– more at
autismnewsbeat.com

No, the thimerosal in the flu vaccine does not explain why autism rates did not go down

6 Oct

Surprisingly enough, there are still people promoting the idea that the rise in autism diagnoses observed over the last decades was caused by thimerosal in vaccines. The original argument was this–vaccines were added to the vaccine schedule in the 1990’s and with them the infant exposure to thimerosal increased. Concurrent with this rise in infant thimerosal exposure was a rise in autism diagnoses. Add to this a poorly concocted argument that autism resembles mercury intoxication and you have the basis for the mercury hypothesis.

Thimerosal was phased out of infant vaccines over 10 years ago. Thus, if the thimerosal hypothesis were true, reported autism rates should be declining by now. As far back as 2005 David Kirby (whose book “Evidence of Harm” played a major role in promoting the mercury hypothesis) acknowledged this point in a statement

If the total number of 3-5 year olds in the California DDS system has not declined by 2007, that would deal a severe blow to the autism-thimerosal hypothesis.

It’s 2013. Autism rates in California have not declined. Not in Special Education. Not in the CDDS roles. And, yes, we are six years past the 2007 deadline that David Kirby gave us.

To be specific, let’s use the same method that David Kirby and others used to claim a thimerosal induced autism epidemic in the 1990’s (namely the California DDS client count–which not a good method, by the way). Autism “rates” have gone up by over 150% since thimerosal was phased out of infant vaccines. The age 3-5 bracket had about 4000 children in 2003 and is currently over 10,000.

CDDS 3-5

So we have more kids in California receiving services under the autism label than when thimerosal was in vaccines.

This is but one in a huge list of reasons why the thimerosal hypothesis doesn’t work.

But let’s go back in time a bit. Not so long ago one would hear proposals that we go back to the vaccine schedule of the early 1980’s when, it is claimed, the autism rate was 1 in 10,000. Fewer vaccines, less thimerosal, less autism. So goes the logic.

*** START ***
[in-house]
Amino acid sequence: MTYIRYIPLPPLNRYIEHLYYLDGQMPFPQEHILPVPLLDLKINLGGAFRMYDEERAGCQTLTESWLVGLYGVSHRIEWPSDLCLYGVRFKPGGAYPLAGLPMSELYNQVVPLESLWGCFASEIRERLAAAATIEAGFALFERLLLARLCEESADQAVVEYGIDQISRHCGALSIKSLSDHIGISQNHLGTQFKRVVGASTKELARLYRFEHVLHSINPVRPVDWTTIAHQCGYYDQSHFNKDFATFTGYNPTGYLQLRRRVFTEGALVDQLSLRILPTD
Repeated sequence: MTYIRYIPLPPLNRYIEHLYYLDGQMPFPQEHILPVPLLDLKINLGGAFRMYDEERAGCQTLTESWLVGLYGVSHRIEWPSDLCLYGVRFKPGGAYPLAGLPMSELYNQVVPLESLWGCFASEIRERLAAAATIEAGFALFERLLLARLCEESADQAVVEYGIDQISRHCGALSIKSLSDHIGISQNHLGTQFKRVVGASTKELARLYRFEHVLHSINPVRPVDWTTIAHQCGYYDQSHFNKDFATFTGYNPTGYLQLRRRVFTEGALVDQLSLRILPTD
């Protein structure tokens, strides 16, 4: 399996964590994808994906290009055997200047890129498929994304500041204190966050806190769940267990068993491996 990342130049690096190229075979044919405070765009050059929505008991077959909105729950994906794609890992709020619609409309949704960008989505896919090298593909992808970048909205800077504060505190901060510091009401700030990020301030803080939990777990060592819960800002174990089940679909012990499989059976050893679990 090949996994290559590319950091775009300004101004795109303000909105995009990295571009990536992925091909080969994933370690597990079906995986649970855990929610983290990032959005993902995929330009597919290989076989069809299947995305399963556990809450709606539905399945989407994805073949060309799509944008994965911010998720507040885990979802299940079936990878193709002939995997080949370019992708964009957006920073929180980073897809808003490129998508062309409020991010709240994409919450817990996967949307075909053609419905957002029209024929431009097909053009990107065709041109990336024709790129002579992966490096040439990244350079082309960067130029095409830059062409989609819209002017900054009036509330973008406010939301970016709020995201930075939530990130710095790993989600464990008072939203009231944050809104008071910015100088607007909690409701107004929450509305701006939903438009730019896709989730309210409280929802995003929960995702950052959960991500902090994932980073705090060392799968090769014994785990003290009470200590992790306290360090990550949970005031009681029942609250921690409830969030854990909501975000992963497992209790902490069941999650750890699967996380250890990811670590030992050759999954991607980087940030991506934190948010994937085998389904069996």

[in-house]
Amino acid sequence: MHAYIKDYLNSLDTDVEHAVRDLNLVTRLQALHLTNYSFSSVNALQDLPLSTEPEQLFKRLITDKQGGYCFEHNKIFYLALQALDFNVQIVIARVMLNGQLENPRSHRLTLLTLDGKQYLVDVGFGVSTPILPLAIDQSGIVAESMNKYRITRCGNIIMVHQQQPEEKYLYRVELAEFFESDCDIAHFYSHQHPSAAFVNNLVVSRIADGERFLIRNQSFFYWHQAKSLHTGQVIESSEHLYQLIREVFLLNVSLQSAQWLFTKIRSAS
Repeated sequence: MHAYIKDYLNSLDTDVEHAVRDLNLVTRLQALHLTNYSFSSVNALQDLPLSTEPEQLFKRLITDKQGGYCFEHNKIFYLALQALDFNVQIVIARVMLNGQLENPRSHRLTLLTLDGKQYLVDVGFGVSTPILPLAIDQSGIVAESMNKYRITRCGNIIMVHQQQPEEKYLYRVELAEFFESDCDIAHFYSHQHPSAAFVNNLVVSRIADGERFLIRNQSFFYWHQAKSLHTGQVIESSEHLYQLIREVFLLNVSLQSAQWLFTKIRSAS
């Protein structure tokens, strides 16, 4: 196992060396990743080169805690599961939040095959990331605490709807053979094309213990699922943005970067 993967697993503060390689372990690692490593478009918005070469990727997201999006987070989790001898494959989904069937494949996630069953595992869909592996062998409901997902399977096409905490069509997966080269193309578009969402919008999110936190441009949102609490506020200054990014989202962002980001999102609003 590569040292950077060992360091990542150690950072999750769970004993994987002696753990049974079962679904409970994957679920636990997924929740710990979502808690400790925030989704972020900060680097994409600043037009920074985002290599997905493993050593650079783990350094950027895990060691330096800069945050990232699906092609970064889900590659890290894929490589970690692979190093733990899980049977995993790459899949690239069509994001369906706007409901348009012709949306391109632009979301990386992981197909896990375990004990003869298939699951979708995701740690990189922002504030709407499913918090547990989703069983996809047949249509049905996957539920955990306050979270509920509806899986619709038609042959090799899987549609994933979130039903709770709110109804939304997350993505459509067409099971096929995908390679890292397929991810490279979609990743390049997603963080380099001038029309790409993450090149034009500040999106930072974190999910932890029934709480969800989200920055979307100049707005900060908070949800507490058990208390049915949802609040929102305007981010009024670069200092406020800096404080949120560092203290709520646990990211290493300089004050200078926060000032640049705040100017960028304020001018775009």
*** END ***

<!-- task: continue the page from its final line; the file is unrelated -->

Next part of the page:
Generation Rescue, in fact, used to recommend the 1983 schedule as one of their alternative schedules

Turn back the clock
Comment: This is the schedule from 1983. If it worked for kids then, why doesn’t it work for kids now?”

Does it make sense to go back to the 1983 schedule? No. Why? OK a lot of reasons, but let’s focus on the fact that infants were exposed to more thimerosal in the 1980’s than today. Infant vaccines have no or only trace amounts of thimerosal.  So if thimerosal were the (or even a single) primary cause of autism risk, we would see autism rates lower today. To not only 1990’s levels, but to something like 1980’s reported levels. Assuming that the reported rates in the 1980’s were an accurate count of how many autistics there were then (a bad assumption but it’s the one they use).

To recap–Infant thimerosal exposure from vaccines peaked at nearly 200 micrograms in the 1990’s, up from about 100 micrograms in the 1980’s and is now less than 10 micrograms. And autism rates have not declined at all. Much less to 1980’s levels.